Generic Drug Manufacturers Should Have a Duty to Warn Consumers of New Safety Concerns
Generic drugs account for seventy-five percent of filled prescriptions. Buying generic saves money and, often, the drug is just as effective as its name brand counterpart.
However, a 2011 Supreme Court decision Pliva v. Mensing has resulted in a negative consequence for people taking generics. If you or someone you love is injured while taking a generic version of a brand name drug, Pliva v. Mensing could prevent you from holding the manufacturer accountable in the court system.
Before this ruling, the law was unclear about who was responsible for warning consumers about the dangers of defective drugs – the original brand manufacturer or the generic brand manufacturer. Because of this, the Firm was able to help people who were seriously injured while taking generic drugs. Not anymore. This ruling clarified the issue, but came down on the wrong side for consumers.
Because FDA regulations require that generic labels must mirror their brand name counterparts, the court ruled generic drug manufacturers can’t be held responsible when someone is seriously injured while taking a generic version of a defective drug.
Ensuring that generic drugs and their name brand counterparts have the same labels is a legitimate concern. However, no one ever considered what to do if those labels were outdated or if the company was not being completely straightforward about the drug’s actual side effects.
Because of the way the FDA regulations are written, generic drug manufactures are unable to revise their labels until the brand name labels are changed. Most often, name brand drug manufacturers don’t want to change their label since doing so could result in fewer people buying their drug. As a result, there is little motivation for brand manufacturers to voluntarily change a label. While those who take name brand drugs still have legal recourse for an inadequate label, this type of foot dragging by the brand manufacturer regarding label changes leaves those injured while on generics without a similar remedy.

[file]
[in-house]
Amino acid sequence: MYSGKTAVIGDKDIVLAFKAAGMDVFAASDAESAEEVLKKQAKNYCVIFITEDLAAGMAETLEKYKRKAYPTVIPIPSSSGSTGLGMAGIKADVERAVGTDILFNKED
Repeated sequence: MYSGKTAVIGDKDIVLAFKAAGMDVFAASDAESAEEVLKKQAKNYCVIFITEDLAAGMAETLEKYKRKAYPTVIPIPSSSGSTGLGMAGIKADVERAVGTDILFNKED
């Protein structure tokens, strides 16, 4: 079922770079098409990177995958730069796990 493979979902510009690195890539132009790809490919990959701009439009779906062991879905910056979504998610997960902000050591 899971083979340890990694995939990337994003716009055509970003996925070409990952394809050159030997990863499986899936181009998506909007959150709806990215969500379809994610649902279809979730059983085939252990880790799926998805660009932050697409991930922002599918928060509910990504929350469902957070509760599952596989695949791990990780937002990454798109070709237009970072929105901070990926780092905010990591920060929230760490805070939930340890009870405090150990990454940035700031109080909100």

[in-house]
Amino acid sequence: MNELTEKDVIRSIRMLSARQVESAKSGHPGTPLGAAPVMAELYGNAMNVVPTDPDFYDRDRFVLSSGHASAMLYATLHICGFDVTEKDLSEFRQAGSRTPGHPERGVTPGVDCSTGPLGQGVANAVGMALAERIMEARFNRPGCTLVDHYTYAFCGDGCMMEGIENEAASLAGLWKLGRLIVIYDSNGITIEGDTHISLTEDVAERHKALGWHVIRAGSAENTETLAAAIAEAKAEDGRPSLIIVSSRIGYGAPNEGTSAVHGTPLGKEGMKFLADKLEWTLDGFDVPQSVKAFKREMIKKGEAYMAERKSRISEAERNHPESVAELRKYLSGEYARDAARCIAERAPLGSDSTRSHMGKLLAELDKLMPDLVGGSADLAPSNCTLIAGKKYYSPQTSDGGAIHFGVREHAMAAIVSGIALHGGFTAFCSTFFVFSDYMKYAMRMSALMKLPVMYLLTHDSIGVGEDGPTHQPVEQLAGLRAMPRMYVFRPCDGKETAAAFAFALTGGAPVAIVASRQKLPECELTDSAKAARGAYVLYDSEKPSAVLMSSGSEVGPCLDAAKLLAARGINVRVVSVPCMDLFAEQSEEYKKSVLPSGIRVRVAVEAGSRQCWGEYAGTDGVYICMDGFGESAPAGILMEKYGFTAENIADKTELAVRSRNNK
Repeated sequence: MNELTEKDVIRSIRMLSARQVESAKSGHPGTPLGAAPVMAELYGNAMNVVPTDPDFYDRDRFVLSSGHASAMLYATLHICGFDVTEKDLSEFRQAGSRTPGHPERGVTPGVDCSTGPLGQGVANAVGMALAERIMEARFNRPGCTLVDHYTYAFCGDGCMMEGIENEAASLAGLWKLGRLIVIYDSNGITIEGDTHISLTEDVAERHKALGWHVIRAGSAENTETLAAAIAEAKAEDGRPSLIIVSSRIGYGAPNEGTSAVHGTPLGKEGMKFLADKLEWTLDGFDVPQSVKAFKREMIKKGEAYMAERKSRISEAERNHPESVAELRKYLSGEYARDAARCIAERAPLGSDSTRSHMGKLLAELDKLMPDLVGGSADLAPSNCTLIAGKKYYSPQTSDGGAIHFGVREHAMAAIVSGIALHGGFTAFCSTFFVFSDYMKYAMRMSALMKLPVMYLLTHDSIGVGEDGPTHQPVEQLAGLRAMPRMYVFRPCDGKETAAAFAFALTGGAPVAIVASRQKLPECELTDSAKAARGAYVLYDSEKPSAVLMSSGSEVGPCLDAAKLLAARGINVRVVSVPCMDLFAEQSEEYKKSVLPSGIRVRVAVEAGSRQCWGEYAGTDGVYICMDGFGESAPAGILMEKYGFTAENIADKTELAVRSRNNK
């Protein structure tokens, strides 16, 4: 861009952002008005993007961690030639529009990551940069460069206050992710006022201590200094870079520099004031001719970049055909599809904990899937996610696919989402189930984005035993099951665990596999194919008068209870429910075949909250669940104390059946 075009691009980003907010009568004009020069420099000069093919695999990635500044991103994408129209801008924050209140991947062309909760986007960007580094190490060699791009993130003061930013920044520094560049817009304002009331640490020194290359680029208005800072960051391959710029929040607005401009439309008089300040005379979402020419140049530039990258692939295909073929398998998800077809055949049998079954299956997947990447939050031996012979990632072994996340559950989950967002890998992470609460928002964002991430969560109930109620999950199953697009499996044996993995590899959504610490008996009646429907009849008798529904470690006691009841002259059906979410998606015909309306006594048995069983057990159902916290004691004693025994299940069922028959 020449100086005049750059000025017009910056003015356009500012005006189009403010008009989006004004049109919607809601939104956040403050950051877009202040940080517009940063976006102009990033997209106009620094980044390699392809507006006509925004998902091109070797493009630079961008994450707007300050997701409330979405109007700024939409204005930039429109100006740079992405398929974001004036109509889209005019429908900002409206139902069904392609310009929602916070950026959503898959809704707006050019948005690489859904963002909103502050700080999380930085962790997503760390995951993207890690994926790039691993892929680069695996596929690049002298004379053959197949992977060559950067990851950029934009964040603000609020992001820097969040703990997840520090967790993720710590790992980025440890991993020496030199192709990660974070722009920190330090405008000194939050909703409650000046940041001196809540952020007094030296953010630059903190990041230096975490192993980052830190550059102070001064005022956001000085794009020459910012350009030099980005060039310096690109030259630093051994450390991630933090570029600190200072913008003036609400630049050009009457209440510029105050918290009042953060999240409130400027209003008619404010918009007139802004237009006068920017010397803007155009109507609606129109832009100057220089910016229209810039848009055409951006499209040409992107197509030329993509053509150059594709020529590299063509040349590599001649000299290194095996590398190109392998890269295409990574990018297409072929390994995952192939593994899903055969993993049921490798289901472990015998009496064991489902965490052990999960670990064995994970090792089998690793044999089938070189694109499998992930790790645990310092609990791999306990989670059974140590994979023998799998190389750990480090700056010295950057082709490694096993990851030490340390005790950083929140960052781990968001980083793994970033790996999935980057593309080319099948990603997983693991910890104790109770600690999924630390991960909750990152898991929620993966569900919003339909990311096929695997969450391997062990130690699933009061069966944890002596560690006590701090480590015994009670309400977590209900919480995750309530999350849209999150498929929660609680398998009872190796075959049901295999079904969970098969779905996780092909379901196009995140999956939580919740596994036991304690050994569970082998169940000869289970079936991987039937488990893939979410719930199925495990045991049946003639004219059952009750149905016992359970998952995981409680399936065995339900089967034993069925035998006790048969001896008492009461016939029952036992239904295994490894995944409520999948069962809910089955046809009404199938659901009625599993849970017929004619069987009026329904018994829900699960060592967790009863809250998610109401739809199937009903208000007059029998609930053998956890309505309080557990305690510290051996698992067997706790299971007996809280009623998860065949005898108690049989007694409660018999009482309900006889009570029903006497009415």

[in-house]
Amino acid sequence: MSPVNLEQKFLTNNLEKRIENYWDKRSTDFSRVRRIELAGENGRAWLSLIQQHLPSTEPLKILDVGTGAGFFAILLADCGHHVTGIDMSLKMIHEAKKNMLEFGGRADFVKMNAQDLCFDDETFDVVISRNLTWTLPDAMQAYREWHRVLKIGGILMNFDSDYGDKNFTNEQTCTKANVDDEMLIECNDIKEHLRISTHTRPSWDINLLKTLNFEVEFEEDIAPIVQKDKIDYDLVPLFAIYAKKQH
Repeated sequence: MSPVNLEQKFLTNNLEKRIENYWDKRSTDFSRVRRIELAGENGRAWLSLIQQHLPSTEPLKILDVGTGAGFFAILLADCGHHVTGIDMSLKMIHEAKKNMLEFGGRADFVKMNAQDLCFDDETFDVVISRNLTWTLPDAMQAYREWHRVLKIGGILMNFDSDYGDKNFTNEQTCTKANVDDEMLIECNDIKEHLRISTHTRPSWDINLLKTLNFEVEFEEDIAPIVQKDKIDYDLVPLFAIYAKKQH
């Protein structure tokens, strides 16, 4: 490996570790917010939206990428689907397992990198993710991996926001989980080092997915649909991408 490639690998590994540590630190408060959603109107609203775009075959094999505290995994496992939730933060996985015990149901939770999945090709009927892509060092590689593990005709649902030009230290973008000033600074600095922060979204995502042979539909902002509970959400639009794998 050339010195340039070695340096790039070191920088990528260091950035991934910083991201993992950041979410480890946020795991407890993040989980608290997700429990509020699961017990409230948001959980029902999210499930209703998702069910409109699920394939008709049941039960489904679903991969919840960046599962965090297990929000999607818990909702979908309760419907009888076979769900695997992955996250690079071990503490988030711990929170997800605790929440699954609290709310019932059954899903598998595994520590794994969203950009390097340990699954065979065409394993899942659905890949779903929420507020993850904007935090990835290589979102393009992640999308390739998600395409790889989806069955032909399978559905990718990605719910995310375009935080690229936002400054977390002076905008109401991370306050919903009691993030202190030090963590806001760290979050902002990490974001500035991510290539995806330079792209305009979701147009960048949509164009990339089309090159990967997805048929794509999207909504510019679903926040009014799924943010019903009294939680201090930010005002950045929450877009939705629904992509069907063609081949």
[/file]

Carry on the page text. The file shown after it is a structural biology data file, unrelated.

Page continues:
Despite their decision, some of the supreme court justices involved in the Pliva v. Mensingdecision acknowledged that the current regulatory state is extremely unfair for users of generic drugs and urged consumers to impress upon Congress the need for a change.
Thankfully, Congress is taking steps to safeguard consumers taking generic drugs. On April 18, Senator Patrick Leahy (D-VT) and six co-sponsors introduced the “Patient Safety & Generic Labeling Improvement Act of 2012”. A companion bill, the “Patient Safety and Drug Labeling Act,” was introduced in the U.S. House of Representatives by Reps. Bruce Braley (D-IA) and Chris Van Hollen (D-MD). In addition, Leahy joined Senators Tom Harkin and Al Franken in writing a letter to Dr. Margaret Hamburg of the FDA urging them to amend the label requirements to better protect consumers.
I applaud the Senators for their efforts and hope the FDA will take steps to ensure that all drug makers, including generics, have the ability to take appropriate steps to provide updated warnings to doctors and consumers. Doing this will restore the original intent of the FDA label requirements to keep consumers safe. It will also allow thousands of people harmed by defective drugs, through no fault of their own, to hold those responsible for their injuries accountable.